Artists impression of the Camino Francéss and the view outside of St Jean Pied-de-Port

Camino Francés: St. Jean-pied-de-port to Roncesvalles

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Reading time: 12 minutes

Camino Francés: St. Jean-pied-de-port to Roncesvalles

Posted: | Updated:
Reading time: 12 minutes

Simon Kemp Camino de Santiago author

By: Simon Kemp, Editor

Artists impression of the Camino Francéss and the view outside of St Jean Pied-de-Port

Map of St. Jean-pied-de-port to Roncesvalles

Camino Francés Diary: Route segment 1

Wednesday 27th September 2000

This proves to be a baptism of fire. I have heard that you follow the yellow arrows. There are very few arrows out of St-Jean-Pied-De-Port and at one particular fork in the road; it is not obvious which way to take. Of course I go right and take the wrong way and get lost for the best part of a day.

The scenery however is fantastic. But the training I did for a few weeks before coming here was not enough and I am struggling up and down steep hills on the worst roads imaginable. Think of the very worst farm track and it is ten times worse. I would not try and drive my 4*4 down those roads. Of course I have lost the proper path but the Camino path itself will prove to be very bad in parts.

It is apparently an old roman road where the nice stonework has deteriorated over the last two thousand years and is now just loose stones and mud and gravel. There are also modernized parts later in Spain, which are concrete or tarmac or have been improved for the benefit of local industry, such as the sections through parts of La Rioja.

It is still relatively early in the morning and it is quite misty. But the views as I walk are good:-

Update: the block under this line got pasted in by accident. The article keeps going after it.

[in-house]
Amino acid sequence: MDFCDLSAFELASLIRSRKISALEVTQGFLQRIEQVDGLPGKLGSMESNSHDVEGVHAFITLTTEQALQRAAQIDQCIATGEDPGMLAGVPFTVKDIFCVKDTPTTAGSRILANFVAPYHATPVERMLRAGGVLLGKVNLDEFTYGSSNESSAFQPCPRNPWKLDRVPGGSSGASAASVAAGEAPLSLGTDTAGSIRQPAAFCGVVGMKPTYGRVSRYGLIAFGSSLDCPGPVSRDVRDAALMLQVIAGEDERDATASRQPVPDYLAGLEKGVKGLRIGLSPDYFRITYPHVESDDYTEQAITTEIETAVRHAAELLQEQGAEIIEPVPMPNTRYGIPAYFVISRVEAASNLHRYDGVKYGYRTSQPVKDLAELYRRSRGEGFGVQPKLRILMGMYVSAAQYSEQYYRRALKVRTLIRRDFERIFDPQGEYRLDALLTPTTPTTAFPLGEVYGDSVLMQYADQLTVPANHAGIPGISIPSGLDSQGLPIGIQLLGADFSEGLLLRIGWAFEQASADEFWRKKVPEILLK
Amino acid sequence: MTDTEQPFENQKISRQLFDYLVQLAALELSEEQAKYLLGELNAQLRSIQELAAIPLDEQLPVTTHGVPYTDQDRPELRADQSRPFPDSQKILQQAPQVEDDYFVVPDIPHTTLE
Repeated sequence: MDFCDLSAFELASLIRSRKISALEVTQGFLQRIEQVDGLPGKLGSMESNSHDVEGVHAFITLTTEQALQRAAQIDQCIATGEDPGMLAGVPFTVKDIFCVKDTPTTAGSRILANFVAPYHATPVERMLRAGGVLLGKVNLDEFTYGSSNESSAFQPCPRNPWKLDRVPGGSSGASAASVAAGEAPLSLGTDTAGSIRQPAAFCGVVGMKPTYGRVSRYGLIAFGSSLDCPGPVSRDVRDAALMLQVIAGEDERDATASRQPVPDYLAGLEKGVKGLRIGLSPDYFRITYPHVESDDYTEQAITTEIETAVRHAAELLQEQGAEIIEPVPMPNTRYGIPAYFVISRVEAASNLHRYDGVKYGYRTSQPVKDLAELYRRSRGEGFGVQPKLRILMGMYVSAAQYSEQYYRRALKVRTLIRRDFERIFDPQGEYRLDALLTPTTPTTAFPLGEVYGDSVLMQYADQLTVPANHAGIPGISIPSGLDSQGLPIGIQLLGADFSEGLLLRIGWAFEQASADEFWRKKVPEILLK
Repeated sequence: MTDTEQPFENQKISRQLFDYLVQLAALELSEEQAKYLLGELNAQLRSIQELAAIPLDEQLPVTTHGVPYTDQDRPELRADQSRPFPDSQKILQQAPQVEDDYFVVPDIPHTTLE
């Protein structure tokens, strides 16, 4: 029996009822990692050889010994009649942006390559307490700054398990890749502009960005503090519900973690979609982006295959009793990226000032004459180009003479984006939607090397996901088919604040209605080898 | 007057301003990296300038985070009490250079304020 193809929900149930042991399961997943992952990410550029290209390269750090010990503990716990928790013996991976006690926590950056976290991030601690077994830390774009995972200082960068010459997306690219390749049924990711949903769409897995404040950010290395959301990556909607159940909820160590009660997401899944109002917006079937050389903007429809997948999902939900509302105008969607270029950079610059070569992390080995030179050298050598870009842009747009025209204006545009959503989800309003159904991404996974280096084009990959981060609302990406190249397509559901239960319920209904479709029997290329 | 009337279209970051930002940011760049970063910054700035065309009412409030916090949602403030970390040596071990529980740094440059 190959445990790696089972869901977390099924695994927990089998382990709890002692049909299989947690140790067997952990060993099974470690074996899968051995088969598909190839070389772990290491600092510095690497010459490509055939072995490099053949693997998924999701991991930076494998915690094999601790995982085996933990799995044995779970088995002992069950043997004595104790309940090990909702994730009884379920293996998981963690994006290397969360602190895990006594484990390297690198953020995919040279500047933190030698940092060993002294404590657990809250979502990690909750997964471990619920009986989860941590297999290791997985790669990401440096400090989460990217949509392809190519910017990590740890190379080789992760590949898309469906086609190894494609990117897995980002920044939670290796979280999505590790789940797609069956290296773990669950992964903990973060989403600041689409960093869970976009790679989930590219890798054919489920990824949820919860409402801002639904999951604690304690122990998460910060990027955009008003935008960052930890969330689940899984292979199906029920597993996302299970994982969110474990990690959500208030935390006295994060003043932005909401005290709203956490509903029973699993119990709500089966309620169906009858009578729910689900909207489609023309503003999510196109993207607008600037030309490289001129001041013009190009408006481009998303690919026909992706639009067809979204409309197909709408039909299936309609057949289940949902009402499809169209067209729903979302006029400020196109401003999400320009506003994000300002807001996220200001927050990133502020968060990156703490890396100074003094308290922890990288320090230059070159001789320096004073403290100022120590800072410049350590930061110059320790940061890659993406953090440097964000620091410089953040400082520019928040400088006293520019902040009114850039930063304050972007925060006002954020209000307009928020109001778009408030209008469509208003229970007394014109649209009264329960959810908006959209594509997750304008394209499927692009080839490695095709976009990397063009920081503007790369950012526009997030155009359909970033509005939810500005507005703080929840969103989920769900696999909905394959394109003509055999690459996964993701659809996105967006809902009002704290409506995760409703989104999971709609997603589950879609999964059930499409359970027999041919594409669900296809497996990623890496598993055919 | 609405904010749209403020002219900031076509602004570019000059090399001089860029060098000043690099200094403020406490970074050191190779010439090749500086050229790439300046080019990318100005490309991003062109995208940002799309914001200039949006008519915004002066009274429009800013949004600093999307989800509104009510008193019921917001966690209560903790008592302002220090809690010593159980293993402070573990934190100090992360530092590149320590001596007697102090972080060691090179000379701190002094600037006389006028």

A picture of
Mist in the valleys south of St-Jean-Pied-De-Port

I find that it will take at least 3 days to get used to the backpack and my shoes. I will have problems with friction between the topmost parts of my inner thighs, which will need medical attention later. The worst problem will be a swelling of the muscles at the bottom of the front of my left leg, which will result in me stopping for several days later, in Burgos to recover.

Everyone will have an injury of some sort and it will become a common sight every evening to see my friends moving around very slowly after reaching a refuge and taking off their footwear.

I eventually reach a road and this proves to be the same road, which I traveled on the previous day from Pamplona. I walk on the road until I get to Arneguy. I have heard that Spanish coffee is good and want to try a cup in a bar. But the bar here is not open this time of the day and the barman points me to the next village, Valcarlos.

A picture of
The village of Arneguy

I eventually reach Valcarlos where I have the first coffee of the Camino. It is the best coffee I have ever tasted and I begin to look forward each day to the first Grande cafe con leche of the day. They always use freshly ground coffee and use a fancy machine to make it.

It looks to me that they use an enormous amount of coffee for each cup and it is certainly strong stuff. On the road again, it seems that the path takes the road for most of the way now. The road is easy to walk on and at least 30 or 40 caravans must have been passed by on their way to Spain.

A picture of
A spectacular view from the road after Valcarlos
A picture of
Another spectacular view from the road
A picture of
Yet another spectacular view from the road